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Rough sleeping set to rise by three quarters in next decade as report reveals scale of acute homelessness in Britain

Nearly 160,000 households, estimated at just under a quarter of a million people (see notes), are experiencing the worst forms of homelessness across Britain, with rough sleeping forecast to rise by 76 per cent in the next decade unless the governments in Westminster, Scotland and Wales take long-term action to tackle it. 

This is according to new expert analysis conducted for Crisis by Heriot-Watt University providing the most complete picture to-date of the worst forms of homelessness, including rough sleeping and sofa surfing, as well as 25-year forecasts for each category across England, Wales and Scotland. 

Launched as part of Crisis’s 50th anniversary year and drawing on the most up-to-date sources available, the report estimates that at any one time in 2016 across Britain [breakdown also available by nation]:

  • 9,100 people were sleeping rough, compared to previous estimates placing rough sleeping at 4,134 households for England
  • 68,300 households* were sofa surfing
  • 19,300 households were living in unsuitable temporary accommodation
  • 37,200 households were living in hostels

  • 26,000 households were living in other circumstances, including:
    • 8,900 households sleeping in tents, cars or on public transport
    • 12,100 households living in squats
    • 5,000 households in women’s refuges or winter night shelters 

Drawing on detailed economic modelling, the report warns that if current policies continue unchanged, the most acute forms of homelessness are likely to keep rising, with overall numbers estimated to increase by more than a quarter in the coming decade (26.5 per cent) and households in unsuitable temporary accommodation set to nearly double (93 per cent) [see appendix for graph].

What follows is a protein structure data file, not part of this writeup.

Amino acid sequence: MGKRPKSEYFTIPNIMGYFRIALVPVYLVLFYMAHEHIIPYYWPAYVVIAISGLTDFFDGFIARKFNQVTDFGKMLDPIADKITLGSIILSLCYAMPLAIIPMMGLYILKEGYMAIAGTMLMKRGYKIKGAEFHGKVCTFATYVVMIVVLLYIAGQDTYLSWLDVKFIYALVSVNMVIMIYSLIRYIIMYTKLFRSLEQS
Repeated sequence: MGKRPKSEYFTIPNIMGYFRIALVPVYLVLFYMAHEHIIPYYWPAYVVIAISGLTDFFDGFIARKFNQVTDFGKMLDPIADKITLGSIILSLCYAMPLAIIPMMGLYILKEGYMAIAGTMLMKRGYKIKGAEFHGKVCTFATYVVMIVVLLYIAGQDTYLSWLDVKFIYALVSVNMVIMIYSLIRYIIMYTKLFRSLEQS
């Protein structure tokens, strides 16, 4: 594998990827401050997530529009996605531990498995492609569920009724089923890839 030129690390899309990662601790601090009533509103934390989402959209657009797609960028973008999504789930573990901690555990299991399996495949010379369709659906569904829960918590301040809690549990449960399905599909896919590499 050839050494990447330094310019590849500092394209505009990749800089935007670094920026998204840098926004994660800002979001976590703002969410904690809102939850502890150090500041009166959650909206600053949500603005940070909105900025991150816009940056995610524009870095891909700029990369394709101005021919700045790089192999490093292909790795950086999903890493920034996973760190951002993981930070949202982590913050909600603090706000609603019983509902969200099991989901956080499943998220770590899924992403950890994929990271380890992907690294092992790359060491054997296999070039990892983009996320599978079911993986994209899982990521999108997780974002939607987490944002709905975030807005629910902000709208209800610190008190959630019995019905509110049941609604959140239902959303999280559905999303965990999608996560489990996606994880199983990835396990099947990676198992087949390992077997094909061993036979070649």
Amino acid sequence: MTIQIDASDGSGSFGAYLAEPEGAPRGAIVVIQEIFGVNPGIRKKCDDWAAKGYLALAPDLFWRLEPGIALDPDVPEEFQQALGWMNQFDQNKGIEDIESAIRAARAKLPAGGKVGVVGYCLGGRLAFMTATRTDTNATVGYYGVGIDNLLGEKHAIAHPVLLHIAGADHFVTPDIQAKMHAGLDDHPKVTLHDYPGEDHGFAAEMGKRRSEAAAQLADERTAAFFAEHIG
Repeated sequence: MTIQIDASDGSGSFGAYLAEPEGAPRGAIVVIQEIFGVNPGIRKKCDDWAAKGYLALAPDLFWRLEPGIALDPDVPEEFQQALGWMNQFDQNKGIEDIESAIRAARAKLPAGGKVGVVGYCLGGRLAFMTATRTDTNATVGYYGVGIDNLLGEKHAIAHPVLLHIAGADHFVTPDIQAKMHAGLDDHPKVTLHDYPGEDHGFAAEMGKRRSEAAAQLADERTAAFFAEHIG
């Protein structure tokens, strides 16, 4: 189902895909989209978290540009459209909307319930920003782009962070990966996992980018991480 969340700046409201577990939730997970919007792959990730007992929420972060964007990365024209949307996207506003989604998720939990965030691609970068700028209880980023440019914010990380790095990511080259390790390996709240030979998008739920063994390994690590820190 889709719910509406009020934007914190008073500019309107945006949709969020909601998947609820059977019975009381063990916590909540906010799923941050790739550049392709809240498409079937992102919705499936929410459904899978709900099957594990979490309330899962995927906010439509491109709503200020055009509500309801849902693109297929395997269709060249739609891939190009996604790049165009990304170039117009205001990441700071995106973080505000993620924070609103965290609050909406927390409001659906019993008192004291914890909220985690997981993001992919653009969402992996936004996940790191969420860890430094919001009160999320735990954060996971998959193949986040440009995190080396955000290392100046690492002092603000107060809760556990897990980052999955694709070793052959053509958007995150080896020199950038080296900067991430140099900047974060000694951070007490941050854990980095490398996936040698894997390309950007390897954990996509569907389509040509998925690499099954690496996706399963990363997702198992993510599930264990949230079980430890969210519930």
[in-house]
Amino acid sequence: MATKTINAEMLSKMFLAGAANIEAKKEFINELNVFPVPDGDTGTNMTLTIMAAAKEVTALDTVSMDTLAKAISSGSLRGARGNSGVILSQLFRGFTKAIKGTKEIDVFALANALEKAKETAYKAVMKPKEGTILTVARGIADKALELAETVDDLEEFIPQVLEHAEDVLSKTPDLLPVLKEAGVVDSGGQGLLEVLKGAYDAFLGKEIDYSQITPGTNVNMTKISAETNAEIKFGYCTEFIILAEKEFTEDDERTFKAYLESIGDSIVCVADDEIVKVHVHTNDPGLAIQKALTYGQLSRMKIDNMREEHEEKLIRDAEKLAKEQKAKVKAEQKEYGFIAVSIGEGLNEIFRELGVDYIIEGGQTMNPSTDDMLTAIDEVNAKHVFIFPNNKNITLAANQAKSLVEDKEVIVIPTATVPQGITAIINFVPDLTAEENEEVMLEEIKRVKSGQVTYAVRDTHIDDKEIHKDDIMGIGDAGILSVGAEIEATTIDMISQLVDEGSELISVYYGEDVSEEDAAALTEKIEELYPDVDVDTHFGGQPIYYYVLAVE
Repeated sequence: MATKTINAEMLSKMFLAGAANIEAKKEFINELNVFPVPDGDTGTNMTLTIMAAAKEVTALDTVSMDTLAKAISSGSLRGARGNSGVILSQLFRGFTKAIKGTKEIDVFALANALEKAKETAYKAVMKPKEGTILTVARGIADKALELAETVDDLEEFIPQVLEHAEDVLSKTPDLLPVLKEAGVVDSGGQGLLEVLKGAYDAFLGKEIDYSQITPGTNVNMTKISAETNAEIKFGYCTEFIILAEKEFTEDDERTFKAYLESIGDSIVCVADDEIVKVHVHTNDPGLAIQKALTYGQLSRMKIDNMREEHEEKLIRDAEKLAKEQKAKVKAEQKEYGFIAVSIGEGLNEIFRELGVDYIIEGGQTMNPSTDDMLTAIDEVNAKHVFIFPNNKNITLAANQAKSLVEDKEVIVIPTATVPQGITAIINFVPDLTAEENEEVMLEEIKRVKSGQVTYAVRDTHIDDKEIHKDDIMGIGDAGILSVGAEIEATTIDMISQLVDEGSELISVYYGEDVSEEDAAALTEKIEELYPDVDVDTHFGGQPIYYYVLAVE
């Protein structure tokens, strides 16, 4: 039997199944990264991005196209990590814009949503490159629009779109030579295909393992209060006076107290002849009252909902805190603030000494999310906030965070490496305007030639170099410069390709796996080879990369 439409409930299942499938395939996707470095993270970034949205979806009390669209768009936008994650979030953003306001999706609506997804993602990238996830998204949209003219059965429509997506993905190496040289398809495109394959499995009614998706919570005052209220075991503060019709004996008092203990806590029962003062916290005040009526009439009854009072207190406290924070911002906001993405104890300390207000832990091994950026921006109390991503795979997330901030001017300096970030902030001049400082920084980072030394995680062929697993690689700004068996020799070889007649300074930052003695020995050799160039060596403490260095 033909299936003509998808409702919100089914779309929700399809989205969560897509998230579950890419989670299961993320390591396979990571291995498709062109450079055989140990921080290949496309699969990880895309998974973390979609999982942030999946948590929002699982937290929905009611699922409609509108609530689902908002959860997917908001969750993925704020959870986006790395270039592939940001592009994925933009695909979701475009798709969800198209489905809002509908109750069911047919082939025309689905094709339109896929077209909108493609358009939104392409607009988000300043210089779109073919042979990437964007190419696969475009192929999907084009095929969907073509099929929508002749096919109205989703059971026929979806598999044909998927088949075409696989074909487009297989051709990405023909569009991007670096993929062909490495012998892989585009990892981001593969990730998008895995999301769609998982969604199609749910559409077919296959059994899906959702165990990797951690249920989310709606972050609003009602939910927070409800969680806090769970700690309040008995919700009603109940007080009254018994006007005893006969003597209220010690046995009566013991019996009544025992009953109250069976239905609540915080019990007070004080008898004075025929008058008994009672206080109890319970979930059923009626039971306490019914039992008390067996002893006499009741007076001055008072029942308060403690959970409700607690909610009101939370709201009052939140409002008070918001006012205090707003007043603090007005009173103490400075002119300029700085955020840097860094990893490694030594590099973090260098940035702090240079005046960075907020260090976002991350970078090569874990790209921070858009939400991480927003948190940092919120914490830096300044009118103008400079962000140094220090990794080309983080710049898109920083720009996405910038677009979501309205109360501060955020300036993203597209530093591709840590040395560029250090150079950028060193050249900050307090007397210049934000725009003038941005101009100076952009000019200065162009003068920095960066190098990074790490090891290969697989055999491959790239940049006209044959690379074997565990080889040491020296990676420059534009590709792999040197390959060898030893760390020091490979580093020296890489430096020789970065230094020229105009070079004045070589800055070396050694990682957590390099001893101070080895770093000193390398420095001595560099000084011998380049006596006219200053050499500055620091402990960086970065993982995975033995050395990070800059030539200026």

The analysis also looks at how different policies could make an impact on this projected rise. Based on the model, a 60 per cent increase in new housing could reduce levels of homelessness by 19 per cent by 2036, while increased prevention work could reduce levels by 34 per cent in the same period.

In response to the report’s findings, Crisis is calling on the public to join its Everybody In campaign – a national movement for permanent change aimed at ending the worst forms of homelessness once and for all.  

Jon Sparkes, Chief Executive of Crisis, said: “This year Crisis marks its 50th anniversary, but that’s little cause for celebration. We still exist because homelessness still exists, and today’s report makes it only too clear that unless we take action as a society, the problem is only going to get worse with every year that passes. That means more people sleeping on our streets, in doorways or bus shelters, on the sofas of friends or family, or getting by in hostels and B&Bs. In order to tackle this, we need to first understand the scale of the problem.

“Regardless of what happens in people’s lives, whatever difficulties they face or choices they make, no one should ever have to face homelessness. With the right support at the right time, it doesn’t need to be inevitable. There are solutions, and we’re determined to find them and make them a reality.

“Yet we can’t do this alone, which is why we’re calling on the public to back our Everybody In campaign and help us build a movement for change. Together we can find the answers, and make sure those in power listen to them.”

"We warmly welcome the Government's pledge to tackle rough sleeping and other forms of homelessness. Now's the time for action and long term planning to end homelessness for good."

Everybody In aims to bring people together to change opinions, raise awareness and ultimately end homelessness for good, and includes a library of first-hand accounts showing the reality of homelessness in Britain.